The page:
Top English-Spanish Translator Visits TAMIU for Special Lecture Tonight
One of the world’s foremost academicians and translators of English-Spanish texts will visit Texas A&M International University (TAMIU) April 21-27 and present a public lecture, “A World without Translation,” on Thursday, April 25 at 5:30 p.m. in Western Hemispheric Trade Center (WHTC) , room 111.
Dr. Julio César Santoyo Mediavilla, a professor of Translation Studies at the University of León, Spain is visiting the campus under a special grant from Humanities Texas.
Guest panelists will include Sister María Luisa Vera, Mercy Ministries of Laredo president; Melva Lavin-Castillo, Spanish editor, The Laredo Morning Times; Victor González, attorney at law; Enrique Noreiga, Federal court interpreter; Larry Miles, active translator and Ina A. Pool, Federal Court interpreter.
Dr. Santoyo has translated into Spanish select works from Cather, Doyle, Irving, Kipling, London, Marlowe, O’Connor, Poe, Tolkien, Stevenson, and Wilde, among others. His research areas focus on translation studies in areas of history: ancient and medieval, bibliography, theory, reception, pseudo and self-translations and code switching.
In addition to his April 25 public lecture, Santoyo will be meeting with TAMIU undergraduate and graduate students and has scheduled some special class lectures.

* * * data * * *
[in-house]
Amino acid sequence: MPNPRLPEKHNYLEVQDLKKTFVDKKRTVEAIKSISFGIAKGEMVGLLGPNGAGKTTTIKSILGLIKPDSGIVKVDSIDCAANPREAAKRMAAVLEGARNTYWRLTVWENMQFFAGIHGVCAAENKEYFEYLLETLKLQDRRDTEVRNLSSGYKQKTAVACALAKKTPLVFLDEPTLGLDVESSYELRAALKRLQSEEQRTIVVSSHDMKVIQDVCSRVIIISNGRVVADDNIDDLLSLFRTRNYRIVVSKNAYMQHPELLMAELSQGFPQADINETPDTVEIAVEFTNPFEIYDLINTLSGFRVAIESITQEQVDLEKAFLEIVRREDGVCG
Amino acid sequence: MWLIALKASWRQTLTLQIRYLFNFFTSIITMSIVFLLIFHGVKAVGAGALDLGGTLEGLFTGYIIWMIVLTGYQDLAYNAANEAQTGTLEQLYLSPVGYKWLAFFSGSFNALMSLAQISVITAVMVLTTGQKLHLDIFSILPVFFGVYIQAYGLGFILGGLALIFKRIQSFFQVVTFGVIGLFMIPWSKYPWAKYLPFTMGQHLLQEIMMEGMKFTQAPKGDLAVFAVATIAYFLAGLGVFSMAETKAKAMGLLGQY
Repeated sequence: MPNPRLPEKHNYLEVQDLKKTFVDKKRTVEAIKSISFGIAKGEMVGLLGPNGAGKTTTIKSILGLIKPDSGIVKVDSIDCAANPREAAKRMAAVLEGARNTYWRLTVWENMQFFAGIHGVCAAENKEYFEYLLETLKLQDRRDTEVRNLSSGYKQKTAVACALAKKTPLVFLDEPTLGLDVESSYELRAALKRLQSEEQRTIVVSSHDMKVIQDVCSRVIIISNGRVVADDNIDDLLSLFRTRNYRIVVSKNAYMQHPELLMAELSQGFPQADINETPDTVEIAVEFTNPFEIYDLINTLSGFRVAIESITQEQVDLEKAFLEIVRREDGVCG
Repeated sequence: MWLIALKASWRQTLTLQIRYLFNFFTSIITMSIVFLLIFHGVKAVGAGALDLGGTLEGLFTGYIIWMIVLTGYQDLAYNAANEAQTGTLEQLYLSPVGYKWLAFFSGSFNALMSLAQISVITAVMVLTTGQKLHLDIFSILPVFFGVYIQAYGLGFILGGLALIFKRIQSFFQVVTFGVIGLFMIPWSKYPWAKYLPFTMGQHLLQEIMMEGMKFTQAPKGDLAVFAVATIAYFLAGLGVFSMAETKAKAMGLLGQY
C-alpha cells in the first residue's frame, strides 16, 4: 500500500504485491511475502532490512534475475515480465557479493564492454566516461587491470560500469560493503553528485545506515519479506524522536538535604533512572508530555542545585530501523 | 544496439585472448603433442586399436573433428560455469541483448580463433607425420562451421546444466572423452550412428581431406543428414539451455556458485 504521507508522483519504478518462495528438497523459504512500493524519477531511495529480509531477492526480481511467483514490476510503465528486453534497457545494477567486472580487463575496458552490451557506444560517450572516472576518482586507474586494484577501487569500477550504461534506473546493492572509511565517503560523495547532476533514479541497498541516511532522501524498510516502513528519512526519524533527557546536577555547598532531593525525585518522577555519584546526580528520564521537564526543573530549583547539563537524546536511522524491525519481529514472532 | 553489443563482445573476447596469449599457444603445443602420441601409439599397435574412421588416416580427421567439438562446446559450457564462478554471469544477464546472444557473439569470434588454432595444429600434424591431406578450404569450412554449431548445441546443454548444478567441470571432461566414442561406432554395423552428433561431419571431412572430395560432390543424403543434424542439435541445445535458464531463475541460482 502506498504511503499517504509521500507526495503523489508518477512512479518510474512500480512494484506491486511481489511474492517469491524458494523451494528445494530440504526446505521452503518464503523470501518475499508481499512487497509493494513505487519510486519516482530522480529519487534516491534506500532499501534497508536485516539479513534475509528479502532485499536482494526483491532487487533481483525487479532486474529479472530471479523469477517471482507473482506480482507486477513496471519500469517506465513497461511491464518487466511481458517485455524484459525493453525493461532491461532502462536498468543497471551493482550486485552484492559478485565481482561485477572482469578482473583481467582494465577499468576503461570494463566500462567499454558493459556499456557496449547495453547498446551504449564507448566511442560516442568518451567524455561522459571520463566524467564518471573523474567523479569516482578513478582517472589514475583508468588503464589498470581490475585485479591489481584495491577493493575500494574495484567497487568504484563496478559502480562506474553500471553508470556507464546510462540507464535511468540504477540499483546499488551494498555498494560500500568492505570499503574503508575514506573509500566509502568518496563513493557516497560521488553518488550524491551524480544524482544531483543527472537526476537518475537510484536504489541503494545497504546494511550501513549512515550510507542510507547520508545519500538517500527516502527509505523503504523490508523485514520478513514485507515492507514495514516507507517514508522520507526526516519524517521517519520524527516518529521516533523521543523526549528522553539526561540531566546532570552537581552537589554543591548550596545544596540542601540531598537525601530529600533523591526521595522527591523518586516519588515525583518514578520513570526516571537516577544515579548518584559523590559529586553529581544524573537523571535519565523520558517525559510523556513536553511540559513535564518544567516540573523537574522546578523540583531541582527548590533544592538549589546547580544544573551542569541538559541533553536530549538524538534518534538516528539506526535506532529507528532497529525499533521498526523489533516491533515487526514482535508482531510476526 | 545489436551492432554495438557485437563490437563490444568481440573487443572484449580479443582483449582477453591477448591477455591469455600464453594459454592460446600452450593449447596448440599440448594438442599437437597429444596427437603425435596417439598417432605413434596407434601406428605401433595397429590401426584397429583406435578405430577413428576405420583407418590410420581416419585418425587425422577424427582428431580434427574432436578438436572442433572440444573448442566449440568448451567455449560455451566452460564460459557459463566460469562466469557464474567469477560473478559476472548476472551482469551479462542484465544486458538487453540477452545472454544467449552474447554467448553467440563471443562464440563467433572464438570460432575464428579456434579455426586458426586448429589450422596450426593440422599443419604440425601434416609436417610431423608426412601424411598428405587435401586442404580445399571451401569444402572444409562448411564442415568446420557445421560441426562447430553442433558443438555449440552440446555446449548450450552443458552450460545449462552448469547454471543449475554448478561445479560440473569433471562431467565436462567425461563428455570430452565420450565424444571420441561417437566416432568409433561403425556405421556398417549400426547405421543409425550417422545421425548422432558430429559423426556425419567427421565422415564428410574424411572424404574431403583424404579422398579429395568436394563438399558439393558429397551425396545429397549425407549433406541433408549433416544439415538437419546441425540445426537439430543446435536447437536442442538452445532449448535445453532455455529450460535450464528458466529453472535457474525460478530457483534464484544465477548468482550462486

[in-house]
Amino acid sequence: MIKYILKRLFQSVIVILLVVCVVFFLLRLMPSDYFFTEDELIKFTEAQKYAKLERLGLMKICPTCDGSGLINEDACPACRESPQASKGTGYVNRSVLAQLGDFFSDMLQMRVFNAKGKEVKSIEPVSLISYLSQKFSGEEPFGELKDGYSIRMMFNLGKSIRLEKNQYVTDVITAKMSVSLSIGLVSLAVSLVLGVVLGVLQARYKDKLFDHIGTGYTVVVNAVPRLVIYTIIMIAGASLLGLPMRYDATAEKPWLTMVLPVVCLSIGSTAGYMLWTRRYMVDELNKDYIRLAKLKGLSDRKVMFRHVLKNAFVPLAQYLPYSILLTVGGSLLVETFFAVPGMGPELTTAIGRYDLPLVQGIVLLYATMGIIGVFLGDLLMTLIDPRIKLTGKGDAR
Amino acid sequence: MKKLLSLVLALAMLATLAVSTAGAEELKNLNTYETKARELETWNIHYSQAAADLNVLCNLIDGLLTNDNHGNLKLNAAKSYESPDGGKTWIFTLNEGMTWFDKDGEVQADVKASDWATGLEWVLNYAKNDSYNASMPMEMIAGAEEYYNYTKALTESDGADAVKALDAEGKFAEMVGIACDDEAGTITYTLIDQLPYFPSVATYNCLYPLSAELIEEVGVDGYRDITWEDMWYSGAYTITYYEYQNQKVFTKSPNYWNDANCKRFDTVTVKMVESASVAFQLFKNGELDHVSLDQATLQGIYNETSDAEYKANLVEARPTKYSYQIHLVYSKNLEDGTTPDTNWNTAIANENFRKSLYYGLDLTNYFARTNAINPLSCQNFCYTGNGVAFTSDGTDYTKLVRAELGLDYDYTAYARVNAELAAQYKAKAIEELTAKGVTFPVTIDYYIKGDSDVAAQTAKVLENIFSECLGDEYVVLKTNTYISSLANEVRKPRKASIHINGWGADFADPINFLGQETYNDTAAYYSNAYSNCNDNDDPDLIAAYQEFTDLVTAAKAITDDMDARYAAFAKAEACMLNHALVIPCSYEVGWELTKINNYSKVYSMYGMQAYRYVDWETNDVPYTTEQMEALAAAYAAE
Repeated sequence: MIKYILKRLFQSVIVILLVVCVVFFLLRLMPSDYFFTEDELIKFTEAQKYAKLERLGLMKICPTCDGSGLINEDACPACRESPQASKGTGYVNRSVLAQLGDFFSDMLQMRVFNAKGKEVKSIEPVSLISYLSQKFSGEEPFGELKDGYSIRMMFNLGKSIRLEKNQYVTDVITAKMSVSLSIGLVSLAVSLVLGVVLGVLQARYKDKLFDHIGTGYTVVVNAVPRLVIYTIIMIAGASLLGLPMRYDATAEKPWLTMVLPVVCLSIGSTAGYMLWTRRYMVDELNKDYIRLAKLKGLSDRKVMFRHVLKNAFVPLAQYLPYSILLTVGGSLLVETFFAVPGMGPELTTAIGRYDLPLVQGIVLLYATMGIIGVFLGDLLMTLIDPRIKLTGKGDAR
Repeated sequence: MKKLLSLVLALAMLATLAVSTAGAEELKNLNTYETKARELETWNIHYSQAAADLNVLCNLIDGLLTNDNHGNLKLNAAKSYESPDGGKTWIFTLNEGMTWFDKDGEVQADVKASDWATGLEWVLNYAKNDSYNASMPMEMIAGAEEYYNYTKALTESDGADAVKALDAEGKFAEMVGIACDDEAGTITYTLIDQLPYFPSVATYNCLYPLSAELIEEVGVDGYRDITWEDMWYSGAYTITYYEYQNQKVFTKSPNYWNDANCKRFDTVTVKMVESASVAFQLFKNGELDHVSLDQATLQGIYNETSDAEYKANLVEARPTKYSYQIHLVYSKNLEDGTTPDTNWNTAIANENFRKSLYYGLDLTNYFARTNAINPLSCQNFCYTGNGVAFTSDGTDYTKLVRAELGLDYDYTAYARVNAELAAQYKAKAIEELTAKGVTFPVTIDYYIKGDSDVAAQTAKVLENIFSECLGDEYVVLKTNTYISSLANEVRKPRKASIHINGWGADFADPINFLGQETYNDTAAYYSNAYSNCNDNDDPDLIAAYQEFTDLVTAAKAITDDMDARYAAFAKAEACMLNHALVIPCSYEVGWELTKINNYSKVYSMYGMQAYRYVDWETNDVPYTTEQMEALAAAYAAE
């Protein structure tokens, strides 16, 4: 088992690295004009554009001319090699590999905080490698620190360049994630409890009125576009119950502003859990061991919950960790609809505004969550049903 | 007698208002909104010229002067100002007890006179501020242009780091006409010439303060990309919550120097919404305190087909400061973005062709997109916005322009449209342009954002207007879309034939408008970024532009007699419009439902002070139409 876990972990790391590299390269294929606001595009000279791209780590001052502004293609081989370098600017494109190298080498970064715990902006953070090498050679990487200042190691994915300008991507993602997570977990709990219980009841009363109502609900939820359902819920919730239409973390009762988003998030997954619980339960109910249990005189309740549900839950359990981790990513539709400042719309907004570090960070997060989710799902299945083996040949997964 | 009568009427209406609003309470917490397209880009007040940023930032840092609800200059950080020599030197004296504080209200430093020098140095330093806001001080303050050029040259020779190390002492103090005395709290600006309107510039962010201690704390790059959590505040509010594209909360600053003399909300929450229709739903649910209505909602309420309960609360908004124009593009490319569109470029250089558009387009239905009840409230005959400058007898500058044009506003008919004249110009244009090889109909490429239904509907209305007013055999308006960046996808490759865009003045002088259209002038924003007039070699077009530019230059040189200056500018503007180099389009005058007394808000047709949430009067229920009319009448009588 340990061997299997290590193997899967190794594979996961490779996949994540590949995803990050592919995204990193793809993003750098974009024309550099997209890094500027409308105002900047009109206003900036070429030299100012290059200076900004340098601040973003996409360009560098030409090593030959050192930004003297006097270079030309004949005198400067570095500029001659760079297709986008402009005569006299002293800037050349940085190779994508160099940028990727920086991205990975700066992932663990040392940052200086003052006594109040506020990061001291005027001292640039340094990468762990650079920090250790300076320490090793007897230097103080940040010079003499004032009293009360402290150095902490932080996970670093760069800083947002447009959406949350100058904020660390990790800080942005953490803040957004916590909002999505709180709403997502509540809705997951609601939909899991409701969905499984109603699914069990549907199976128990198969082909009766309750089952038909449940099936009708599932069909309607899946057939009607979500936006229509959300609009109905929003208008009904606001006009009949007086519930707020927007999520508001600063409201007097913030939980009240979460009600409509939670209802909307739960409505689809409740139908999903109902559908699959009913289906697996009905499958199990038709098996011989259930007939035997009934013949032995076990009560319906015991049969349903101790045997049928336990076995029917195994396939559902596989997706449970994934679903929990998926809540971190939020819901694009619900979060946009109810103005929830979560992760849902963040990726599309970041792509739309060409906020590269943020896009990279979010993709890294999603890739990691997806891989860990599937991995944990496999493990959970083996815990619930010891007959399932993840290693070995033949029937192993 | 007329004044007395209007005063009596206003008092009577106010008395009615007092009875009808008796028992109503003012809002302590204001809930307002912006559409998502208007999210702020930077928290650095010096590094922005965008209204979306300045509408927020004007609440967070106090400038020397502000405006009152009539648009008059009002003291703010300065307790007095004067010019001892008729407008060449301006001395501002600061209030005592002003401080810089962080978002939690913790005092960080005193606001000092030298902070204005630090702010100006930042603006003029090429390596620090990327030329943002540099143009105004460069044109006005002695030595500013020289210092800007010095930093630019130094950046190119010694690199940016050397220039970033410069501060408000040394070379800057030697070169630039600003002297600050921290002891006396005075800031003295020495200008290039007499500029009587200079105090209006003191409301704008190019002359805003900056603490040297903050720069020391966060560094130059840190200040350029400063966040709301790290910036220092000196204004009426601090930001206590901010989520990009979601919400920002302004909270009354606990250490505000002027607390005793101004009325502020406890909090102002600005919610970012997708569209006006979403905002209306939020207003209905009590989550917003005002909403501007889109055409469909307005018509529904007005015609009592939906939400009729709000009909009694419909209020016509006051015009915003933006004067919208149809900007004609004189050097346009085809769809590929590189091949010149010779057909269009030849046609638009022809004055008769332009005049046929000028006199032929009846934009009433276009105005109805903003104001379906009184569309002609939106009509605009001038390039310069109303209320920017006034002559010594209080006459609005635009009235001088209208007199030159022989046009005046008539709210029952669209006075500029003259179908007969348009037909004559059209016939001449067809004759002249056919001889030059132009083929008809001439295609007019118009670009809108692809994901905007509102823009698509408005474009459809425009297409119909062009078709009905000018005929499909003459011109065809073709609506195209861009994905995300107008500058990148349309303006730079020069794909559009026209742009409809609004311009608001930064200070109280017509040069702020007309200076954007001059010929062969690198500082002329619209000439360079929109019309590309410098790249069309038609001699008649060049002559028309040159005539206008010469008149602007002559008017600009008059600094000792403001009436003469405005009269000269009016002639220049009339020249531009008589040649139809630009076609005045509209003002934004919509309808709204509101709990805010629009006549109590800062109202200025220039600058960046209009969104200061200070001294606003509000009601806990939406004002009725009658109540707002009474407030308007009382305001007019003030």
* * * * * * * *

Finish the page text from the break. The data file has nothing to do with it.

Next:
Last year, the Texas Higher Education Coordinating Board provided its approval for a new Masters degree in Language, Literature and Translation to be offered at TAMIU. It is now being offered as an online program.
Dean of the College of Arts and Sciences, Dr. Tom Mitchell, said the program is uniquely linked to the border region.
“It builds on the bilingual and bicultural idiosyncrasy of the border region, training students in dual-language and translation skills and at the same time providing them with intensive instruction in one or more disciplines of choice,” Dr. Mitchell explained.
Dr. Santoyo’s lecture will help to underscore the gains that superior translation skills makes possible in the world, he noted.
“Clearly, well-educated translators versed in a broad range of studies are an asset in international business, media or communications fields and in service sectors, teaching or the judicial system. This degree really allows students to build or capitalize on their language skills and pursue the career of their choice,” Mitchell noted.
For additional information on the public lecture by Dr. Santoyo or TAMIU’s MA in Language, Literature and Translation, contact Dr. Manuel Broncano, professor and director of English, Spanish, and Translation Programs, at 956.326.2471, visit offices in Pellegrino Hall, Suite 314, email firstname.lastname@example.org or visit http://www.tamiu.edu/catalog/current/ma-llt-thesis.shtml
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